Friday, December 26, 2008
REVIEW: Paper Towns
Green, J. (2008). Paper Towns. New York: Dutton Books.
Paper Towns was pretty much what I had come to expect from author John Green: Quirky characters, humorous dialogue, endearing deeper meanings and thin, white, teen boys seeking some aspect of a particular girl.
Green’s narrator, Quentin, spends a lot of the novel ruminating on how he sees others, particularly his long-time neighbor, recent partner in pranks, and runaway love interest, Margo Roth Spiegelman, the most popular girl at their high school. The book extends out into questioning if a person can ever truly know another and looks at how complicated people are.
While Green’s writing still manages to make me laugh out loud fairly regularly, I did find that the dialogue-heavy ending did pain me a little as I read. It felt a little too meaningful, too sentimental. But then, the end of high school and high school friendships, with all the changes, uncertainties and leavings are often just that. This would be a good final book for a teacher to share with graduating seniors.
There is an extensive scene in the novel that involves underage drinking. Quentin remains sober and is witness to the humorous antics of his drunken schoolmates while waiting to act as their designated driver. The scene confirms the conclusion I learned as a teen: Alcohol is much more entertaining when you’re not the one consuming too much of it.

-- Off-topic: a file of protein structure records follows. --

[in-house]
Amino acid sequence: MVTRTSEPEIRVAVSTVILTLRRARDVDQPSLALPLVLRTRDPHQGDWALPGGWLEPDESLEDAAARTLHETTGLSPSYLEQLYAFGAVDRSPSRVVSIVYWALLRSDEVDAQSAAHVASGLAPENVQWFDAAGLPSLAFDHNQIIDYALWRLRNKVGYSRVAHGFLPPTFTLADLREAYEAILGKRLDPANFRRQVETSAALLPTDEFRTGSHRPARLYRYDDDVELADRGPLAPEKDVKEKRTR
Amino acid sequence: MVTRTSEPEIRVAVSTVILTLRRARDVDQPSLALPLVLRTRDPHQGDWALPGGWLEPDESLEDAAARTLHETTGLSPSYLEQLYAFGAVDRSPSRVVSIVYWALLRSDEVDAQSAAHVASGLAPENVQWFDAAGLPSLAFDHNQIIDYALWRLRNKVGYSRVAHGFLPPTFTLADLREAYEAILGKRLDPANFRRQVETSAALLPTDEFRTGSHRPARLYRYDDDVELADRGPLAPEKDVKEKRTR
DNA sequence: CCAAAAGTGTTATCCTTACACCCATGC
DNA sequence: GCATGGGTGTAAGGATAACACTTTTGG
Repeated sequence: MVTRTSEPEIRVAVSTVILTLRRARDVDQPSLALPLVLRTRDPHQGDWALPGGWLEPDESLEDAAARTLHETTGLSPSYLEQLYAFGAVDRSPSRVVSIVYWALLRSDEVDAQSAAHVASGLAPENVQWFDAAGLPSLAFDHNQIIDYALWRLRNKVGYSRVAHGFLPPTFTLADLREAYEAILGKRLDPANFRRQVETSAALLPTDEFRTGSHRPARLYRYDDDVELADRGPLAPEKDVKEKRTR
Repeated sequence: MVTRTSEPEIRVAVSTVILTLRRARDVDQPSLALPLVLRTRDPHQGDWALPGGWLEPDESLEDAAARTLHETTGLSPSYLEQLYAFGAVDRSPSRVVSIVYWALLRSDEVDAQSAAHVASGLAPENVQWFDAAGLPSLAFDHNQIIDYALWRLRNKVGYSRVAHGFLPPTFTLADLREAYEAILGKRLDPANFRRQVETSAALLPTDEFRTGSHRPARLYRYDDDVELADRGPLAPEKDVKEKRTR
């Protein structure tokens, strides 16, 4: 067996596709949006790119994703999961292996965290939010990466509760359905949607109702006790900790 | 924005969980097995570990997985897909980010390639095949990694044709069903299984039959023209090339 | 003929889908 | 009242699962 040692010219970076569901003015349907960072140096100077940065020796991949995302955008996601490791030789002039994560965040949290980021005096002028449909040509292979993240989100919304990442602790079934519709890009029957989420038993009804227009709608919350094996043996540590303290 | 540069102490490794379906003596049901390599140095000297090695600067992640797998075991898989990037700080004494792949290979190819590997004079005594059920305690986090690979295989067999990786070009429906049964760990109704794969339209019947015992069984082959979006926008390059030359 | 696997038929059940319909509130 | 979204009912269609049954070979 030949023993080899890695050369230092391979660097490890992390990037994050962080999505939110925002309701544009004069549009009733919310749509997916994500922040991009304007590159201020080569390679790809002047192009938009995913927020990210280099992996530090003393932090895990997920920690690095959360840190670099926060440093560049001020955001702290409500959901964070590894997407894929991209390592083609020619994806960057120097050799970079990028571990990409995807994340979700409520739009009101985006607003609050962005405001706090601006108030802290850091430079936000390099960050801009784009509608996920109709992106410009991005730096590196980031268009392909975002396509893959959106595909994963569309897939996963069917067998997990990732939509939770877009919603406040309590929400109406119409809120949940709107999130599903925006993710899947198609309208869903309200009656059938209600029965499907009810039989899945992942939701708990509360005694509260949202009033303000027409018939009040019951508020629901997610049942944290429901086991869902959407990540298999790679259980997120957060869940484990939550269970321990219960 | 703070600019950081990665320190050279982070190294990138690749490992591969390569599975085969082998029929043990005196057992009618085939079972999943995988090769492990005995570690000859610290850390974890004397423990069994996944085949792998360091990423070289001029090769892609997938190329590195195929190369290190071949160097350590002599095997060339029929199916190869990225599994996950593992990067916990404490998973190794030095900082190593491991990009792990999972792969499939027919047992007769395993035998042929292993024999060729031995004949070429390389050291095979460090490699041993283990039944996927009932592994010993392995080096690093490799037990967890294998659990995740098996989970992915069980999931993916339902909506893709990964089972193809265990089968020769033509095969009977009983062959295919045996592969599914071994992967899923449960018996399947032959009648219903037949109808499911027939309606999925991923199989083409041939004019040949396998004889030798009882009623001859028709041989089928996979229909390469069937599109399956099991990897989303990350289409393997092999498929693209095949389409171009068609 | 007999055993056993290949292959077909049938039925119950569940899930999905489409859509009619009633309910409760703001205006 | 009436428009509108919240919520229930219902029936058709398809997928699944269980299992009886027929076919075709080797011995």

Activities to do with the book:
Read the works of literature and poetry mentioned throughout the novel (including Moby Dick, The Bell Jar, and the poetry of Emily Dickinson, T.S. Eliot and Walt Whitman). As a project, have students grow grass in clear pots so they can see the extent of the root structure. Do reflective journal writing. Discuss the characterizations of the characters and the way people are characterized in our minds. Discuss the treatment of race, class, the act of leaving, etc.
Oh, and of course, you can ask students why the book was published with two different covers and ask which of them they prefer.
I myself tend toward the unsmiling, moody, blue cover of angst. But that is me.
“I shaved this morning for precisely that reason. I was like, ‘Well, you never know when someone is going to clamp down on your calf and try to suck out the snake poison’” (p. 75).
-This is also when I tell myself when I’ve avoided shaving my legs for too long. Margo and I are so alike—or is it just my perception of the world that we’re alike, hmm?
“No, I love you. Not like a sister loves a brother or like a friend loves a friend. I love you like a really drunk guy loves the best girl ever” (p. 187).
“They’d given me a minivan. They could have picked any car, and they picked a minivan. A minivan. O God of Vehicular Justice, why dost thou mock me? Minivan, you albatross around my neck! You mark of Cain! You wretched beast of high ceilings and few horsepower!” (p. 232).